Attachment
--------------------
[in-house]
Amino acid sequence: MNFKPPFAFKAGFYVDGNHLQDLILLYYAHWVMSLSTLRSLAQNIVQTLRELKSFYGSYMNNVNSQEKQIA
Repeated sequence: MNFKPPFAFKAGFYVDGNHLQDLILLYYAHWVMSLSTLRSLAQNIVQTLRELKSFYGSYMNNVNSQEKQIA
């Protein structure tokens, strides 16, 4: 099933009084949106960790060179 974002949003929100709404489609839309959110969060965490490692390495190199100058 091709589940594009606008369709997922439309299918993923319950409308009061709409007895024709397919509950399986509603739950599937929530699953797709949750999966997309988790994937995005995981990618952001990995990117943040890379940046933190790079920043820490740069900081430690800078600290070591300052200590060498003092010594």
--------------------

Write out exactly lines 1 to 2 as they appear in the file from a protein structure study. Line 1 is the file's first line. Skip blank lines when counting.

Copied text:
[in-house]
Amino acid sequence: MNFKPPFAFKAGFYVDGNHLQDLILLYYAHWVMSLSTLRSLAQNIVQTLRELKSFYGSYMNNVNSQEKQIA